Here’s an interesting topic to consider: self-driving cars. It may seem like a concept out of a futuristic movie, but as many of us know, it’s something that is quickly becoming a reality. It may not be commonplace to see a self-driving car right now, but they are out there.
These types of cars definitely change the liability playing field a bit. Once these types of cars become more common, who would be liable for an accident? Would it be more difficult to find fault or perhaps a lot easier since the cars’ movements are determined by sensors and a computer? If a self-driving car causes an accident, can we sue the driver or the maker of the car?
Google is at the forefront of these types of cars. They have quite a few cars out on the streets being tested. Currently there are two dozen Lexus SUVs out on the roads that have cameras and sensors on them. Although these cars have been involved in a handful of accidents, most of them involved the Google car being rear-ended. And it doesn’t appear that any serious injuries were involved.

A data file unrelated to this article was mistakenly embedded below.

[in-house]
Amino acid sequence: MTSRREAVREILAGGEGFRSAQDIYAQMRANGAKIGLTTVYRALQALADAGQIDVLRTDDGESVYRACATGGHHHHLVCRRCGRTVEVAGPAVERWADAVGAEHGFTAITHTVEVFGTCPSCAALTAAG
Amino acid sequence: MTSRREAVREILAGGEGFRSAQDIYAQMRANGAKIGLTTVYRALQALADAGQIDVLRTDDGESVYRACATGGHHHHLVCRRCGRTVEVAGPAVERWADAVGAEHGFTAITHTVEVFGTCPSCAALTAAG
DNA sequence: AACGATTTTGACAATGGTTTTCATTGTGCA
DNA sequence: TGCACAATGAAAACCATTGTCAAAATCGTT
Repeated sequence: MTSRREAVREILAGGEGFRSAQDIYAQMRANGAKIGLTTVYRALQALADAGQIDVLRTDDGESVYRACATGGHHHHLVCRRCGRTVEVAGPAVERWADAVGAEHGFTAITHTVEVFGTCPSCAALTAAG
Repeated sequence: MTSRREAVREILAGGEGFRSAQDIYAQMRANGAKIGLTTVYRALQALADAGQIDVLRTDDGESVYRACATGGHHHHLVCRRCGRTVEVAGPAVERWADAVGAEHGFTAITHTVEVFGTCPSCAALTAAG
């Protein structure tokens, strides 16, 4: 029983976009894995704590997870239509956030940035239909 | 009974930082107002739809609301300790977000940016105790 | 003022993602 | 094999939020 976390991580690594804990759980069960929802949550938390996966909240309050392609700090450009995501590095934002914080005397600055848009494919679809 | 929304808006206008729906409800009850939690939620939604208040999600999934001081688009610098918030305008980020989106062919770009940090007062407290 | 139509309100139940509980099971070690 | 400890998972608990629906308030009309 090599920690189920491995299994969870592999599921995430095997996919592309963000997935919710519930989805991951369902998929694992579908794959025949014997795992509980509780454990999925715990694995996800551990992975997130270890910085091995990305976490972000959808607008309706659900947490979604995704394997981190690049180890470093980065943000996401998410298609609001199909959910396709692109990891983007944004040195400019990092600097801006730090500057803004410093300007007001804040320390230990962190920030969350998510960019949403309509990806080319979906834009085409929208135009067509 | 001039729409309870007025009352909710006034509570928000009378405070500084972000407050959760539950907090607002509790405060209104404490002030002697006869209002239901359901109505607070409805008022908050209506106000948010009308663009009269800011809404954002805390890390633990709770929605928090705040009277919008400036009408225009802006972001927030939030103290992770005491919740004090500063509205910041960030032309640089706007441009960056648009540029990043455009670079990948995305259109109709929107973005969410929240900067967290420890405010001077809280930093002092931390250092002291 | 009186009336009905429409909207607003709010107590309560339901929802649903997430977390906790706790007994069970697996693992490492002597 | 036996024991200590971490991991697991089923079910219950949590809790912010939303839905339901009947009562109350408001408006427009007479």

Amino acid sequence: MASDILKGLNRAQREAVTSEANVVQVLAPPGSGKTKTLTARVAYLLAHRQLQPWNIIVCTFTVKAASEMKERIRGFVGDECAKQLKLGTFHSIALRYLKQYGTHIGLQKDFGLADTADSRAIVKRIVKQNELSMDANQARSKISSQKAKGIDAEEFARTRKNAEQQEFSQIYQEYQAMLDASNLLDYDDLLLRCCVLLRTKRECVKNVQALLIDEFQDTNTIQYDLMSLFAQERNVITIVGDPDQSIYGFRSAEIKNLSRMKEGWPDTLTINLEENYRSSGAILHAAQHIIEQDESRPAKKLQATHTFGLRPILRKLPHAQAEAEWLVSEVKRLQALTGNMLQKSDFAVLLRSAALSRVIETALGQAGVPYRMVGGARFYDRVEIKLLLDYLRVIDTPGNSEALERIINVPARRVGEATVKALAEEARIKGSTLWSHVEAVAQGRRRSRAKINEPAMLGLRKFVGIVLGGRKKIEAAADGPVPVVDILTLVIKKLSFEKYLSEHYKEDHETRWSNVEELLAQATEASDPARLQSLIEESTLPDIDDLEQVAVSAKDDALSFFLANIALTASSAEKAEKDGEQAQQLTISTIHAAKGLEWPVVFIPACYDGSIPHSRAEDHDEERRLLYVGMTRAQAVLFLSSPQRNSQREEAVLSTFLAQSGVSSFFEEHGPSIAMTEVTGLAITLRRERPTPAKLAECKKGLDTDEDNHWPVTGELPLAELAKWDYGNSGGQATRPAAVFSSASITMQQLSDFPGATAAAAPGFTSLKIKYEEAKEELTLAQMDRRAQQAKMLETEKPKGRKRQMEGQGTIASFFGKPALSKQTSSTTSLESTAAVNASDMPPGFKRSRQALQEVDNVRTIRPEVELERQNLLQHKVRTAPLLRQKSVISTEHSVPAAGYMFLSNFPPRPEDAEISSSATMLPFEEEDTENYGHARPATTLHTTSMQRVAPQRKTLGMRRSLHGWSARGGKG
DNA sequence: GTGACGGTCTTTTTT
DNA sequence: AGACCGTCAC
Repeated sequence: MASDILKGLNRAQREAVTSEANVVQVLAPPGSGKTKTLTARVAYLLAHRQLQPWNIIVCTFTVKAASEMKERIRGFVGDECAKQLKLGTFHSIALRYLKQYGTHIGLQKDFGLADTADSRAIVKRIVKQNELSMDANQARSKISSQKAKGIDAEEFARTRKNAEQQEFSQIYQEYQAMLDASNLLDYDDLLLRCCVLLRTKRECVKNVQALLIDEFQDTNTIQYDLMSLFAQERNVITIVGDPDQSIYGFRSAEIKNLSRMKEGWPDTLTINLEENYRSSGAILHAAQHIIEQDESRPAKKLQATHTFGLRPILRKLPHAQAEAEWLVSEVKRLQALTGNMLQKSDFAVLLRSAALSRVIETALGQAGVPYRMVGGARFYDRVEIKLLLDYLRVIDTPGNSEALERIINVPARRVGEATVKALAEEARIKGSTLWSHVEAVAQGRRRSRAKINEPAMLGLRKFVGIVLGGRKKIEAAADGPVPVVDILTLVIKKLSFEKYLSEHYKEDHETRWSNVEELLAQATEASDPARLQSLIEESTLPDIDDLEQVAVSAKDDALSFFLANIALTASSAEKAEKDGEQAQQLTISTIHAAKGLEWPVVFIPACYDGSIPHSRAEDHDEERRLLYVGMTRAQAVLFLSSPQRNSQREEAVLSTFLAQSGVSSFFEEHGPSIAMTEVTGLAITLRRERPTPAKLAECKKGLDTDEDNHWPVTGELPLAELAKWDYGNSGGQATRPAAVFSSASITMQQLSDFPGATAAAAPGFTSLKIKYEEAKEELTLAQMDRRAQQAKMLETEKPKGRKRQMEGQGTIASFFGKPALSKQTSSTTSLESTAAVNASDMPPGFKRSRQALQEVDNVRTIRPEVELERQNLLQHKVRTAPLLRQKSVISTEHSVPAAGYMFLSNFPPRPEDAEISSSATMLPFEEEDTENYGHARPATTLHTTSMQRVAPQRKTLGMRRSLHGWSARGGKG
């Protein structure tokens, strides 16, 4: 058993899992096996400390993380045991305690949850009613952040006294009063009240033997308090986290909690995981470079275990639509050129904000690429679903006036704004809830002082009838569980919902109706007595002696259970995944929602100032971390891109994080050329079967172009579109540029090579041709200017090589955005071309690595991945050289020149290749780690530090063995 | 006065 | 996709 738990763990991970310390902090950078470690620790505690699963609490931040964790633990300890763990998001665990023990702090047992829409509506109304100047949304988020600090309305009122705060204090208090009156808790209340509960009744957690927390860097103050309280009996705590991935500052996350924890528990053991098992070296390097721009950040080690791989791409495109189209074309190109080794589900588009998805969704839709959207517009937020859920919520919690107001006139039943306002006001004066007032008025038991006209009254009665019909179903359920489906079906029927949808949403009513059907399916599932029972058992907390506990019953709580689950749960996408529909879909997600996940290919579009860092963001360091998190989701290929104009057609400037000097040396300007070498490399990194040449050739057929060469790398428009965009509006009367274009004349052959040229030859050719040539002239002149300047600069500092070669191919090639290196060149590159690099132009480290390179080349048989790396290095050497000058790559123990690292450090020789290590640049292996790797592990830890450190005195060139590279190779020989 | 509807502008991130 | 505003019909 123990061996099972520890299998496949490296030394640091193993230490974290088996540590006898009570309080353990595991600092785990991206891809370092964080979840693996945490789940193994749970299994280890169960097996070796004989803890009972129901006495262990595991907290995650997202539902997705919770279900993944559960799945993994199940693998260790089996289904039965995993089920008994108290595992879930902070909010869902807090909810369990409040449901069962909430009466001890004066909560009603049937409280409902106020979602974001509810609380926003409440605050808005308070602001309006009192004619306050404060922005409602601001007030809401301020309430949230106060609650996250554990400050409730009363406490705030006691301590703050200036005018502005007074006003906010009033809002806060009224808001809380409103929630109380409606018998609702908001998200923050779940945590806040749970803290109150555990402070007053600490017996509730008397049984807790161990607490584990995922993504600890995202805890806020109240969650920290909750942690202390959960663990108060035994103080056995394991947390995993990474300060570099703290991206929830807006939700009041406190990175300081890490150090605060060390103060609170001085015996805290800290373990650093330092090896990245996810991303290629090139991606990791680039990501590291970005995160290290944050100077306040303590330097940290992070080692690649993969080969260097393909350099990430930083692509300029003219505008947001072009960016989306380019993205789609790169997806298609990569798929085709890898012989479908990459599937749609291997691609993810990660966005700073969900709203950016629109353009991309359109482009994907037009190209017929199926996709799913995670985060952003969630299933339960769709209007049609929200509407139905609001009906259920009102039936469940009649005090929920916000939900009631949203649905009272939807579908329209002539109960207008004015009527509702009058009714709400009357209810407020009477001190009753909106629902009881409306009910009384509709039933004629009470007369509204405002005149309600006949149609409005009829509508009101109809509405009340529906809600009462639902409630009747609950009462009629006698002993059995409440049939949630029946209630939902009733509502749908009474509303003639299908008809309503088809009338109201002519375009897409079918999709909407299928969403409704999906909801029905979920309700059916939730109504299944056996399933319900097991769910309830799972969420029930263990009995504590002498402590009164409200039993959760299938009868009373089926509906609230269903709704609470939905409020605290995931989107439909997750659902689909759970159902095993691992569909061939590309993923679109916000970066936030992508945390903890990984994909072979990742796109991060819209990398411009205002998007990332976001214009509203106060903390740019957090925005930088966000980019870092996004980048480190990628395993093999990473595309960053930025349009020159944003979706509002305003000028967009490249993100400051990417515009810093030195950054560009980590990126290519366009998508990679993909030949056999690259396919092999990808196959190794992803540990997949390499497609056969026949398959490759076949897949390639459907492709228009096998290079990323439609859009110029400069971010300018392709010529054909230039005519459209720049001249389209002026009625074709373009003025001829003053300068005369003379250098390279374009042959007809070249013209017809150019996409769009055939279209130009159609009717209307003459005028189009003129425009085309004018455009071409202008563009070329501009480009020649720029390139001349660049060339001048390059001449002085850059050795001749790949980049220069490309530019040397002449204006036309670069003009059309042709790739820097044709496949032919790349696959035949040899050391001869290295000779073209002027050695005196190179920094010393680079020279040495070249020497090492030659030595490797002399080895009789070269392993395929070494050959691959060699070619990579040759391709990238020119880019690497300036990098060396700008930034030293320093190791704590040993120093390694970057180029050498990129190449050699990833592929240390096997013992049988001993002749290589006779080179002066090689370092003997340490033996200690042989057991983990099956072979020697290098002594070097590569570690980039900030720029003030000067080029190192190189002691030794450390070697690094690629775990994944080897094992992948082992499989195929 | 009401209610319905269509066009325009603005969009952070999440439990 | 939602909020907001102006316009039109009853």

But Valentine’s Day may have brought a new incident: it may have been the first accident where a Google car was at fault. It wasn’t anything serious – the Google car was apparently moving at 2 mph when it hit a bus that was moving at 15 mph. The Google car was apparently trying to get around sandbags that were in the street and hit the right side of the bus. There was a driver in the car, as mandated by law, but the driver thought the bus was going to yield. The driver also did not have control of the car when the accident happened.
It will be interesting to see what kind of progress these types of cars make and whether laws will have to change in order to take these new vehicles into account.
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